• Sheep’s milk is richer in calcium than any other milk.
  • Sheep’s milk contains about 40% more calcium than cow’s milk (on average to account for seasonal differences).
  • We can get more calcium from sheep’s milk as it’s in the form of lacto-calcium which is much easier for our bodies to absorb. Other dairy milks have it in the form of calcium carbonate.
  • Sheep’s milk contains the ideal ratio of calcium to phosphorous – this is important as we need one to absorb the other; no doubt another reason why we’re able to absorb calcium from sheep milk so well.
  • Sheep’s milk contains more Zinc than other dairy milk.


Why do we need Calcium?

  • Bone density is laid down in teenage years with the maximum being reached by 18 years old. After age 35 we lose calcium at a rate of 10 mcg daily (up to 40 mcg in menopausal women) As calcium can be hard to absorb from foods, sheep’s milk provides a valuable source.
  • Currently in the UK, 19% of girls 11-18 years have calcium intakes below the lowest recommended daily amount.
  • Calcium-rich foods are important in children for dental health and bone structure, teenagers for good bone density and over 35 year olds, especially women, to maintain bone strength and therefore help to prevent Osteoporosis.
  • It’s interesting to note that Rickets (soft bones) in children is currently increasing.


Why do we need Zinc?

  • Zinc is needed for a healthy immune system, skin and by almost every enzyme in our body.
  • Zinc is hard to absorb from plants (like calcium and iron) and so dairy and meat is a valuable source.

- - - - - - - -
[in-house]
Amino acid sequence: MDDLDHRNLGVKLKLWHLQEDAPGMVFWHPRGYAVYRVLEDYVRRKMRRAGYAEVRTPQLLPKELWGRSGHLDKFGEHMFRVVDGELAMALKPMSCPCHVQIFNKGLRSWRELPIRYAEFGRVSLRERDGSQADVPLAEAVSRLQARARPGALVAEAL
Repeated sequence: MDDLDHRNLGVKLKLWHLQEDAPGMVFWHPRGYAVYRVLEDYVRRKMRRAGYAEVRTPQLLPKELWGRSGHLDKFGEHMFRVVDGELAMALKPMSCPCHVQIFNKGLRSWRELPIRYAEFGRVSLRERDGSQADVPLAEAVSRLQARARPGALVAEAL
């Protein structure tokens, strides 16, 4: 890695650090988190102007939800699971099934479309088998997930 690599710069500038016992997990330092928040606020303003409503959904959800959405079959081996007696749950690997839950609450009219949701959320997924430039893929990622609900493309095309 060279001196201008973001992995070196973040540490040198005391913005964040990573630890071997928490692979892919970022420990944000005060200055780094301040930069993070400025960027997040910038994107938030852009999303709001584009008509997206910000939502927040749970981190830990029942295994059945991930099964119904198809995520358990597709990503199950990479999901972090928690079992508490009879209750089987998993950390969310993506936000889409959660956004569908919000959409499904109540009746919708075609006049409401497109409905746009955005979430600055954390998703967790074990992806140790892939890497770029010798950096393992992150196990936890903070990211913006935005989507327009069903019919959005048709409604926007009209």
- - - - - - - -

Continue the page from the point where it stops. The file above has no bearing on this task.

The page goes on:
• Both the the Asthma Research Council and the National Eczema Society recommend sheep or goat milk may be valuable alternatives to cow’s milk.
  • Higher Zinc in sheep milk and also its biopeptides may help to protect against allergy.


B Vitamins

  • Sheep milk contains many B Vitamins. B Vitamins help us extract energy from our food and are especially important for the functioning of the nervous system.
  • Sheep milk contains more Vitamin B12 than other dairy milks. Vitamin B12 is harder to absorb over 65 years of age so Sheep milk provides a very good source.
  • Sheep milk contains more Vitamin B2 than other dairy milks. 1 x 250 ml glass of Sheep milk provides almost half our recommended daily intake of Vitamin B2 which helps us to absorb iron from our food.


Vitamin A

  • Sheep milk contains almost twice as much Vitamin A as cow or goat milk.
  • Vitamin A is a fat-soluble vitamin and the unique even distribution of fats throughout sheep milk (naturally homogenised so nice and creamy!) help to ensure we absorb it.
  • Vitamin A is important for a well-regulated immune system, especially in the gut and airways.
  • Vitamin A is also important for health vision.



Biopeptides are biologically active micro-proteins with many health-giving properties. Dairy in general can provide these but sheep’s milk is known to be rich in these peptides which have antimicrobial and anti-inflammatory functions. In particular, they have a role in regulating our immune system and may well be important in controlling allergy. As anti-oxidants, they also have a role repairing every day cell damage - the trigger for some cancers and other chronic disease.



National Diet and Nutrition Survey. Results from years 5 and 6 (combined) of the rolling programme (2012/2013–2013/14). Public Heal Engl. 2016. doi:10.1017/CBO9781107415324.004

Uday, S,. Ho╠łgler, W., (2018). Prevention of rickets and osteomalacia in the UK: political action overdue Archives of Disease in Childhood;103:901-906

McCance, R. A., Widdowson, E. M., et al (2015) McCance and Widdowson's the composition of foods. 7th Ed. Institute of Food Research (Great Britain), Public Health England, & Royal Society of Chemistry (Great Britain).

Balthazar, C. F., Pimentel, T. C., et al (2017). Sheep Milk: Physicochemical Characteristics and Relevance for Functional Food Development. Comprehensive reviews in food science and food safety, 16(2), 247–262.

Flis, Z., & Molik, E. (2021). Importance of Bioactive Substances in Sheep’s Milk in Human Health. International Journal of Molecular Sciences, 22(9), 4364. MDPI AG. Retrieved from


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